So how do you know if what you’re thinking lines up with what is true in the gospel? Well, remember that the gospel literally means “good news.” So ask yourself: “Is this good news that I’m thinking? Is it tearing God down or lifting him up? Is it tearing others down or building them up? Is it tearing me down or encouraging, exhorting, or equipping me?” The enemy of our souls [lies: Satan] brings to our minds thoughts and words that are lies about God… One good way to learn how to discern the truth from a lie is to continue reading Scripture. If what you hear disagrees with the Bible, it’s a lie.

Satan also accuses: He loves to tear us down with accusations. And most often he tries to deny what is true of us in Christ—what Jesus has done to change us. He doesn’t want us to live boldly for Jesus, so he accuses us of things that are not true of us so that we will cower in fear, guilt, and shame… He also tempts us with promises of fulfillment through sinful pleasures or pursuits. He tries to convince us that God’s ways are not good. And he loves to offer seductive short-cuts to fulfill our longings and desires. He often tries to make sin look attractive to lure our hearts away from obeying God… The enemy also loves to divide and isolate through gossip, slander, and bitterness.

The means vary, but our enemy loves to get us to turn against one another. He loves to erode our trust and give us reasons to separate or divide. And one of his greatest schemes is to isolate us as he does it. He wants us alone so he can pick us off one by one with no one around to encourage us or speak the truths of Jesus into our lives. Watch out for the schemes. In all of them, our enemy is dead set on our destruction.

The first step is to capture the thought and examine it. Train yourself to regularly stop and closely examine what you are thinking, feeling, or believing in light of the truths of the gospel.

(Taken from Gospel Fluency by Jeff Vanderstelt, ©2017 Crossway.)


Jeff Vanderstelt

Jeff Vanderstelt is the visionary leader of Saturate, the Soma Family of Churches, and the lead teaching pastor of Doxa Church in Bellevue, WA. He also travels around the US and the world equipping the Church in the gospel and missional living. He is the author of "Saturate: Being Disciples of Jesus in the Everyday Stuff of Life." He and Jayne, his wife of 22 years, have three children; Haylee, Caleb, and Maggie.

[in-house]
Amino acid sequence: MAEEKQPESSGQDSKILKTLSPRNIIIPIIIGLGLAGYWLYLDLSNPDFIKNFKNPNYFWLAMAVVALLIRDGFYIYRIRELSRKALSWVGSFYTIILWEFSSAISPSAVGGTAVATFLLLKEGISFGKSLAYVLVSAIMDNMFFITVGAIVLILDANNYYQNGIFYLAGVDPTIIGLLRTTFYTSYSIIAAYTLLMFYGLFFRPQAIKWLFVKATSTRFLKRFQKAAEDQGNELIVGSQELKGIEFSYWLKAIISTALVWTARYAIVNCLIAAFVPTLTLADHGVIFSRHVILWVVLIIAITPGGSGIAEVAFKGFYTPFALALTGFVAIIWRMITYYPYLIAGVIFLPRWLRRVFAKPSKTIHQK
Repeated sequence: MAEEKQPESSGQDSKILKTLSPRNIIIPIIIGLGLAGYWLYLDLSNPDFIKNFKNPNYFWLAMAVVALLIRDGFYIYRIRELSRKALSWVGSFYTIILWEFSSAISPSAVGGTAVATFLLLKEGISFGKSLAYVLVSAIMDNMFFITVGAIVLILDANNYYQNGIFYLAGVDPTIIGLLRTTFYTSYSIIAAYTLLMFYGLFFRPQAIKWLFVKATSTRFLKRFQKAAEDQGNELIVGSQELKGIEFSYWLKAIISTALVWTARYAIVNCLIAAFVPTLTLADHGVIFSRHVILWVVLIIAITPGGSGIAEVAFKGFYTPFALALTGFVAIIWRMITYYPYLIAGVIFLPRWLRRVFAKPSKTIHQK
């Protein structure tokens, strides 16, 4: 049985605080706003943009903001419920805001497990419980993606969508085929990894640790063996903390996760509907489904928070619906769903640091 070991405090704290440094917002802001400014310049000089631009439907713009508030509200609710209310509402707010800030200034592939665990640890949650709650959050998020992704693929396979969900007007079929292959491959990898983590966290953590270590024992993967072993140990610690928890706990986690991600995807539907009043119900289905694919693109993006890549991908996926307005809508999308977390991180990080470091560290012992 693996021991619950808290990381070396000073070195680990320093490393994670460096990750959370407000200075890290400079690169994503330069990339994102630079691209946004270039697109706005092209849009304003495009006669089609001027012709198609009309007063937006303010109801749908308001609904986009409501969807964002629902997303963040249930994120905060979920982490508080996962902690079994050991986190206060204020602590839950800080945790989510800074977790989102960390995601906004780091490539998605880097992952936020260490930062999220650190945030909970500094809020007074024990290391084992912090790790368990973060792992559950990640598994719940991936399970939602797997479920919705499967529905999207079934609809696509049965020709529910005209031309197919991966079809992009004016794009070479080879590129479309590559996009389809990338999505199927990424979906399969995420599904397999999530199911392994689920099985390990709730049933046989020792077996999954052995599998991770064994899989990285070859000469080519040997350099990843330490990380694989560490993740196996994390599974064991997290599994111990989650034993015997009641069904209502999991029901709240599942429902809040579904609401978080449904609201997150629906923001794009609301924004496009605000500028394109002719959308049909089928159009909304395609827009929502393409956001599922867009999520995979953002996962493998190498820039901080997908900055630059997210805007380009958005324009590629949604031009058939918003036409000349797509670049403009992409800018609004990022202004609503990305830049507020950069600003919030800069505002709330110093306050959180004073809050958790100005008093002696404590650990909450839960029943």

We All Live by Faith in Someone or Something

We all live by faith in someone or something.

Everything that we are and do is a result of what we believe. Our behaviors are the tangible expression of our beliefs. It is by grace you have been saved through faith. . . .

A gospel-fluent community that is growing in faith in the gospel is evidenced by people confessing their sins to one another regularly. A gospel-fluent community that is growing in confidence that Jesus fully atoned for our sins extends grace and forgiveness to one another. It is by grace—the gift of God in Jesus—that you are saved from the consequences and control of sin. And it is through faith—belief in Jesus’s work on our behalf. Every sinful attitude, motive, thought, or action is a result of unbelief in God’s word and work.

Paul teaches in Romans 1:18–32 that we all, like Adam and Eve and all their descendants, have exchanged the truth of God for a lie and have worshiped the creation instead of the Creator. We put our faith in the things God has made or the things we can do instead of God. God gives us over to our wrong belief and lets it produce in us what all idolatry produces—sin, brokenness, perversion, and pain. He does this so that we will see the wretchedness of sin and turn back to him as the one who forgives our sin, cleanses us from unrighteousness, and heals our brokenness.

The gospel is not just the power of God to save, but also the revelation of God that we need to be saved and that the only one who can save us is Jesus. The Spirit’s job is to reveal to us our unbelief, grant us repentance, and lead us to know and believe in Jesus. That is the work we do. We turn from unbelief to belief in Jesus. Unbelief can take several forms: (1) we don’t believe because we lack the truth about God; (2) we believe lies about God; or (3) we fail to put our faith in what we know to be true of God.